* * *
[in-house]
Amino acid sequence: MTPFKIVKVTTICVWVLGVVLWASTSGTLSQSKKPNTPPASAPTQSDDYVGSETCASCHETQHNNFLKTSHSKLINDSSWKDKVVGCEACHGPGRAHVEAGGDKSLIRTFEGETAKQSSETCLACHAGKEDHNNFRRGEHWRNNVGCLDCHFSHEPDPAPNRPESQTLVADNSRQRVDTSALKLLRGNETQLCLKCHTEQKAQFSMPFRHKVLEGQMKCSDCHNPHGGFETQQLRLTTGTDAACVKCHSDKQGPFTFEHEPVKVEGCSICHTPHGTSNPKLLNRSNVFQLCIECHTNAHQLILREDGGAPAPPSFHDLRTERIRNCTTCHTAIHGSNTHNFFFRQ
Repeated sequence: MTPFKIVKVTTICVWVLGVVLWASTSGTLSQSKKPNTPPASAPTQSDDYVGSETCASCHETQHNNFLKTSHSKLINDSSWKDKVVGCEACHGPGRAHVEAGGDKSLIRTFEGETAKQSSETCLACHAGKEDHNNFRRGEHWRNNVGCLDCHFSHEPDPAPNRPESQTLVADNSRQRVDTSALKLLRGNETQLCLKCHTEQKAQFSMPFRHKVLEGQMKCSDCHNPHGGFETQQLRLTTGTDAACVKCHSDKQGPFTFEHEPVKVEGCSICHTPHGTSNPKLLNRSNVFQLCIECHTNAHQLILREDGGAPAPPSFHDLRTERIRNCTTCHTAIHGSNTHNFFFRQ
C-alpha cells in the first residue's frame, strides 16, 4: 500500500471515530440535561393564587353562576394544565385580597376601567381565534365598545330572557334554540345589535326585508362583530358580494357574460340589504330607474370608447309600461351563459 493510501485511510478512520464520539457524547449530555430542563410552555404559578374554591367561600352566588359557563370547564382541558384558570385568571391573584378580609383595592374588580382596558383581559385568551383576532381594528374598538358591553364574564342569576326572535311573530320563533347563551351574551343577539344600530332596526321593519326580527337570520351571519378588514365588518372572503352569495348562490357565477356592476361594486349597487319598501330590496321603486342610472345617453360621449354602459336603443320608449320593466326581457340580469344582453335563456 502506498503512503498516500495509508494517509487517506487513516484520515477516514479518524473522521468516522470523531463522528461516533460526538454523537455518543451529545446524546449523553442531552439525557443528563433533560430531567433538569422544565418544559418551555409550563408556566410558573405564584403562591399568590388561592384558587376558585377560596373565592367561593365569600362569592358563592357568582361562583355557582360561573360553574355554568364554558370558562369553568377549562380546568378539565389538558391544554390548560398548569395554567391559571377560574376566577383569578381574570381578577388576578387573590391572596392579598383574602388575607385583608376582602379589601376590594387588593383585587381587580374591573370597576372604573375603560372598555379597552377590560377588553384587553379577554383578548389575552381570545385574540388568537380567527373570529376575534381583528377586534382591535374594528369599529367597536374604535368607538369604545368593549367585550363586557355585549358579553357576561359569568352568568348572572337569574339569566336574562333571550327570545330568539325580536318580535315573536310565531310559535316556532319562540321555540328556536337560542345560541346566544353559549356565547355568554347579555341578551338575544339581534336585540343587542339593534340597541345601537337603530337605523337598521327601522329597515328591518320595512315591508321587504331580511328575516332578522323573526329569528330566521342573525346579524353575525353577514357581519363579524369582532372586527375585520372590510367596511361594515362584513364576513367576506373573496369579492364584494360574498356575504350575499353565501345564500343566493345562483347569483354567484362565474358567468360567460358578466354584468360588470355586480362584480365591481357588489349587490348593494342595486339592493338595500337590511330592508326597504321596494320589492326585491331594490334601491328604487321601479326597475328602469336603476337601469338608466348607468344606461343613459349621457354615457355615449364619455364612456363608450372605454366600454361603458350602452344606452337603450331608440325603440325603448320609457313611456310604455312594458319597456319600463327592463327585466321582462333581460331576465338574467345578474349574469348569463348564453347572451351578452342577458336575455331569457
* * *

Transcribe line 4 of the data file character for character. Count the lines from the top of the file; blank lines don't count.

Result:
C-alpha cells in the first residue's frame, strides 16, 4: 500500500471515530440535561393564587353562576394544565385580597376601567381565534365598545330572557334554540345589535326585508362583530358580494357574460340589504330607474370608447309600461351563459 493510501485511510478512520464520539457524547449530555430542563410552555404559578374554591367561600352566588359557563370547564382541558384558570385568571391573584378580609383595592374588580382596558383581559385568551383576532381594528374598538358591553364574564342569576326572535311573530320563533347563551351574551343577539344600530332596526321593519326580527337570520351571519378588514365588518372572503352569495348562490357565477356592476361594486349597487319598501330590496321603486342610472345617453360621449354602459336603443320608449320593466326581457340580469344582453335563456 502506498503512503498516500495509508494517509487517506487513516484520515477516514479518524473522521468516522470523531463522528461516533460526538454523537455518543451529545446524546449523553442531552439525557443528563433533560430531567433538569422544565418544559418551555409550563408556566410558573405564584403562591399568590388561592384558587376558585377560596373565592367561593365569600362569592358563592357568582361562583355557582360561573360553574355554568364554558370558562369553568377549562380546568378539565389538558391544554390548560398548569395554567391559571377560574376566577383569578381574570381578577388576578387573590391572596392579598383574602388575607385583608376582602379589601376590594387588593383585587381587580374591573370597576372604573375603560372598555379597552377590560377588553384587553379577554383578548389575552381570545385574540388568537380567527373570529376575534381583528377586534382591535374594528369599529367597536374604535368607538369604545368593549367585550363586557355585549358579553357576561359569568352568568348572572337569574339569566336574562333571550327570545330568539325580536318580535315573536310565531310559535316556532319562540321555540328556536337560542345560541346566544353559549356565547355568554347579555341578551338575544339581534336585540343587542339593534340597541345601537337603530337605523337598521327601522329597515328591518320595512315591508321587504331580511328575516332578522323573526329569528330566521342573525346579524353575525353577514357581519363579524369582532372586527375585520372590510367596511361594515362584513364576513367576506373573496369579492364584494360574498356575504350575499353565501345564500343566493345562483347569483354567484362565474358567468360567460358578466354584468360588470355586480362584480365591481357588489349587490348593494342595486339592493338595500337590511330592508326597504321596494320589492326585491331594490334601491328604487321601479326597475328602469336603476337601469338608466348607468344606461343613459349621457354615457355615449364619455364612456363608450372605454366600454361603458350602452344606452337603450331608440325603440325603448320609457313611456310604455312594458319597456319600463327592463327585466321582462333581460331576465338574467345578474349574469348569463348564453347572451351578452342577458336575455331569457